Online job hunting - don't be fake, a flake or get pictured naked
Cheap, fast and flexible, social networking sites are an increasingly useful way for employers and jobseekers to connect – but only when they’re used correctly, writes AMANDA BROWN
IT WOULD be ill-advised in real life to turn up to a social gathering, interrupt a group of strangers having a discussion, ask someone to be your friend and then ask them for a job.
Yet this is exactly what some people are doing online on social media websites every day.
The impetus to go online and talk with strangers to generate work is strong at present, but go about it the wrong way and you will end up being spurned.
Professional networking site LinkedIn reached the 100 million-user mark last week.
It has seen a large expansion and use of its network during the recession (it is currently adding one million new users worldwide per week). Irish use alone more than doubled in six months, according to a recent Ipsos/MRBI poll.
Low cost, flexibility and the ability to investigate people’s personalities prior to interview are all strong reasons companies are turning to social media to find employees.
But whatever site you turn to, it’s about using them the right way. It’s no use trying to “friend” people on LinkedIn whom you have never met. Likewise, posting to your Facebook friends that you want a job or setting up a Twitter account and typing “Well, this is boring” as your first and only update, is unlikely to land you where you want to be.
Freelance ad copywriter Nick McGivney regularly secures work through Twitter, Facebook and especially LinkedIn.
“What’s helpful about LinkedIn is that they show you how many degrees of separation you are from others, so if you are one or two degrees separated, the chances are you will know eight or nine of the same people and can therefore arrange an introduction through that mutual friend.”
McGivney says it is important to fill in your whole profile on LinkedIn and consistently update it. “Put all the bells and whistles on it . . . it’s not quantifiable, but this is the first place many employers are looking for talent.”
Patrick Murphy is the owner of online business development company SiliconCloud. Despite the large number of people looking for work over the past year, Murphy was was having trouble hiring someone last year.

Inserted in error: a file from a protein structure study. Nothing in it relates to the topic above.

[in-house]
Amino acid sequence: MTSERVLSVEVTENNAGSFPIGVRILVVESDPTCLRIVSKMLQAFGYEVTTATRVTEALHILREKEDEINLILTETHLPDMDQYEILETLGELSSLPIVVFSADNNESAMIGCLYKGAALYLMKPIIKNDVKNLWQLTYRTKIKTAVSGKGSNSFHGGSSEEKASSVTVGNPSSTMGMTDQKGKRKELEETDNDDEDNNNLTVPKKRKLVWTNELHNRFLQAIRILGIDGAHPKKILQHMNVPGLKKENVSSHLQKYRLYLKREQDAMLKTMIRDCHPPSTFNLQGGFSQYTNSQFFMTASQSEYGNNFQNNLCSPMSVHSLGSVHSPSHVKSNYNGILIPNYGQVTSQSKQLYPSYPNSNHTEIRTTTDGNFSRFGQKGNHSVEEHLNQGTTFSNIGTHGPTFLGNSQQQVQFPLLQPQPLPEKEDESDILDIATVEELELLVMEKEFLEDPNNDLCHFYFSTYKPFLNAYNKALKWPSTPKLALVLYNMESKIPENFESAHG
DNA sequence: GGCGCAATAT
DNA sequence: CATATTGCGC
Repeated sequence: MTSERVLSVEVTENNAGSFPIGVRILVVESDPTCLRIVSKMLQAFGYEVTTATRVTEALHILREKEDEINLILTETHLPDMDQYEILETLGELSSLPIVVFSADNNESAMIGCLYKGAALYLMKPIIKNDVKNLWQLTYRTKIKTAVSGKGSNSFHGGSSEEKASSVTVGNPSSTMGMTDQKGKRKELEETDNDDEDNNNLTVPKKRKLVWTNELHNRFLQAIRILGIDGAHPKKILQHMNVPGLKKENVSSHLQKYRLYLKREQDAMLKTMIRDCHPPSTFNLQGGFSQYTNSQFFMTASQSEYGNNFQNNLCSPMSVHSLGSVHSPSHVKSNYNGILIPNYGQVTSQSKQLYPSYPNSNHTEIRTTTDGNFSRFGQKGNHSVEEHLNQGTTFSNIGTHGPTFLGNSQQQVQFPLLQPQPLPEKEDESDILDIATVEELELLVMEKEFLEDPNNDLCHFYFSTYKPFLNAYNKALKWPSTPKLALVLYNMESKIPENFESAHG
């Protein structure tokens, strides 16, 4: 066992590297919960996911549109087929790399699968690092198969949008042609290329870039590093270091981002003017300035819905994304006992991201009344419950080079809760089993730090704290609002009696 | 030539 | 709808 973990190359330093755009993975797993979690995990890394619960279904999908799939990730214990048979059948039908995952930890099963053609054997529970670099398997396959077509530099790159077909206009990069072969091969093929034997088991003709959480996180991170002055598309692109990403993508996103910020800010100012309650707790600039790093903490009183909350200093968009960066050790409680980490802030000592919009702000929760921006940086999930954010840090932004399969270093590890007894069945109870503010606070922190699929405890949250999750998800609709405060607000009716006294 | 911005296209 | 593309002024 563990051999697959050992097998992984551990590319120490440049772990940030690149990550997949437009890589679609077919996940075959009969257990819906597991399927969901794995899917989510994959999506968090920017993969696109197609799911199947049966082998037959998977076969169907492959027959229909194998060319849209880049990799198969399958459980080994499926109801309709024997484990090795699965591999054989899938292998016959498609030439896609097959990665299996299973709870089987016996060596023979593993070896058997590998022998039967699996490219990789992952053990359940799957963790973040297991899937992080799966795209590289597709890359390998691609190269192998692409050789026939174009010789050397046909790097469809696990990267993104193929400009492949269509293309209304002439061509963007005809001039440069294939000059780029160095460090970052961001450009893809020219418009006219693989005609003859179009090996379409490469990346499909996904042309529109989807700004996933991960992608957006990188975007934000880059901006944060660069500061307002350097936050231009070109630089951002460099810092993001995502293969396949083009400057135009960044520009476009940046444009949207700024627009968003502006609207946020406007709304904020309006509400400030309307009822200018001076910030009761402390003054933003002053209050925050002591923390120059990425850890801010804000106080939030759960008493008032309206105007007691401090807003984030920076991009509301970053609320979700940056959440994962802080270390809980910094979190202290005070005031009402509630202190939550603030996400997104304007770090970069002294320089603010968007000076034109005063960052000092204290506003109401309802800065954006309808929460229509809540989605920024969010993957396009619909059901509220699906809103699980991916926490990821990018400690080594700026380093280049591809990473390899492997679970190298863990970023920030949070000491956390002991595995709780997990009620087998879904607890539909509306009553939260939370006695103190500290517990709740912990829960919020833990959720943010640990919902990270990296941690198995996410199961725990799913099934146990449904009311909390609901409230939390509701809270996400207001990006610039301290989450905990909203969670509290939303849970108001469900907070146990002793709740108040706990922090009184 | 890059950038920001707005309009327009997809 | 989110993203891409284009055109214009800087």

He needed a marketing professional to fill a position left vacant after a recruitment company had placed someone who stayed only two months, did not want to work overtime and left to go back on the dole.
“We had tried the traditional ways of hiring, including paying up to €1,900 to advertise the position on a recruitment website and advertising with Fás,” Murphy says. Despite the effort and expense, he received only a couple of CVs and the standard of applicants was poor.
“We brought someone in for interview and explained we needed someone who understood the online world. The applicant replied: ‘I love tech, I’m on my PSP [a handheld video game] all the time.’”
Murphy had been following someone on Twitter that seemed more suited to the job. He tweeted her, offering her the job. She came for an interview and was hired.
“Because I could read her tweets beforehand, I knew a lot about her background . . . and I felt comfortable with her.”
It isn’t just tech jobs that can be found on social media. Irish retail, accountancy and other firms are advertising positions on Twitter.
However, simply putting yourself online and waiting for the jobs to roll in will not get you very far. The key to finding a job via social media is to be active.
“You are never finished. You have to build,” says McGivney. “Do the simple things. If you have a Twitter account, make sure your contact details are on your page.
“Just yesterday, someone emailed me to ask to do some work. This person, who I don’t know, was looking for copy writers, found me online and then followed up by checking my Twitter account.”
It pays to be circumspect on social media. A 2010 survey of hiring managers in the US found 70 per cent had rejected a candidate based on information they found online. The information these managers found repugnant included criticism of previous employers and unsuitable photographs and comments. They even cited “inappropriate comments from friends and relatives”.
Unfortunately, nervous job hopefuls may see these stories as a reason not to engage online at all. However, not having an online presence means you are taking yourself out of a vibrant recruitment area.
Social media can be a useful resource for finding work, especially abroad, where employers can be contacted as easily as those at home.
Companies are more transparent now, as senior figures in organisations also have a public profile and an ongoing discussion in public, so it is easier to make contact with the right person.
But as anyone who has successfully been hired online will tell you, don’t be a fake, don’t be a flake and for goodness sake, don’t get pictured and tagged drunk and naked.